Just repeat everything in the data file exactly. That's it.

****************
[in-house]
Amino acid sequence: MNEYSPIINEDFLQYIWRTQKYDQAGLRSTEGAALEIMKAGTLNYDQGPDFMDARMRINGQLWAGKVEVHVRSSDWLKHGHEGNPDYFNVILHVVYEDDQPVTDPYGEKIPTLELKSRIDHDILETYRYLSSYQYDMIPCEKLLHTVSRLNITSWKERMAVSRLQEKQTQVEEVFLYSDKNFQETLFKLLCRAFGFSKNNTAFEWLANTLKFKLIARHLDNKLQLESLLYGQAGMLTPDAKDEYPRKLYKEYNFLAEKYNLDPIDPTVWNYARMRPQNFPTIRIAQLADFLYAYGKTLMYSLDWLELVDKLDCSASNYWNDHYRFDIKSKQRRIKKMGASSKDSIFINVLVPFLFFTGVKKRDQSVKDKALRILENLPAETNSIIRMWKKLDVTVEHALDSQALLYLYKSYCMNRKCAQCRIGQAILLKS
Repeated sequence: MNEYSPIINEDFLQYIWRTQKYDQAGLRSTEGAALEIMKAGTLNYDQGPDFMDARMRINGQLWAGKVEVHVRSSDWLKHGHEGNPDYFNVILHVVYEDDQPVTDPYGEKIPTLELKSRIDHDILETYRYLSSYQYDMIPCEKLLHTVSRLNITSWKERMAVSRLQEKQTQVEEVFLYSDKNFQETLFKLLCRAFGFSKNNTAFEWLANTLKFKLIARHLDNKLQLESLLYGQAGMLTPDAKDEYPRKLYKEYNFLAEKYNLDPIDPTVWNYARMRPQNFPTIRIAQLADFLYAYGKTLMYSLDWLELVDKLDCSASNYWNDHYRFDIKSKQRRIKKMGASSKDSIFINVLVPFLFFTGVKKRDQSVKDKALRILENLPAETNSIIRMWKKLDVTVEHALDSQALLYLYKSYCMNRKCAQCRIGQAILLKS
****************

[in-house]
Amino acid sequence: MNEYSPIINEDFLQYIWRTQKYDQAGLRSTEGAALEIMKAGTLNYDQGPDFMDARMRINGQLWAGKVEVHVRSSDWLKHGHEGNPDYFNVILHVVYEDDQPVTDPYGEKIPTLELKSRIDHDILETYRYLSSYQYDMIPCEKLLHTVSRLNITSWKERMAVSRLQEKQTQVEEVFLYSDKNFQETLFKLLCRAFGFSKNNTAFEWLANTLKFKLIARHLDNKLQLESLLYGQAGMLTPDAKDEYPRKLYKEYNFLAEKYNLDPIDPTVWNYARMRPQNFPTIRIAQLADFLYAYGKTLMYSLDWLELVDKLDCSASNYWNDHYRFDIKSKQRRIKKMGASSKDSIFINVLVPFLFFTGVKKRDQSVKDKALRILENLPAETNSIIRMWKKLDVTVEHALDSQALLYLYKSYCMNRKCAQCRIGQAILLKS
Repeated sequence: MNEYSPIINEDFLQYIWRTQKYDQAGLRSTEGAALEIMKAGTLNYDQGPDFMDARMRINGQLWAGKVEVHVRSSDWLKHGHEGNPDYFNVILHVVYEDDQPVTDPYGEKIPTLELKSRIDHDILETYRYLSSYQYDMIPCEKLLHTVSRLNITSWKERMAVSRLQEKQTQVEEVFLYSDKNFQETLFKLLCRAFGFSKNNTAFEWLANTLKFKLIARHLDNKLQLESLLYGQAGMLTPDAKDEYPRKLYKEYNFLAEKYNLDPIDPTVWNYARMRPQNFPTIRIAQLADFLYAYGKTLMYSLDWLELVDKLDCSASNYWNDHYRFDIKSKQRRIKKMGASSKDSIFINVLVPFLFFTGVKKRDQSVKDKALRILENLPAETNSIIRMWKKLDVTVEHALDSQALLYLYKSYCMNRKCAQCRIGQAILLKS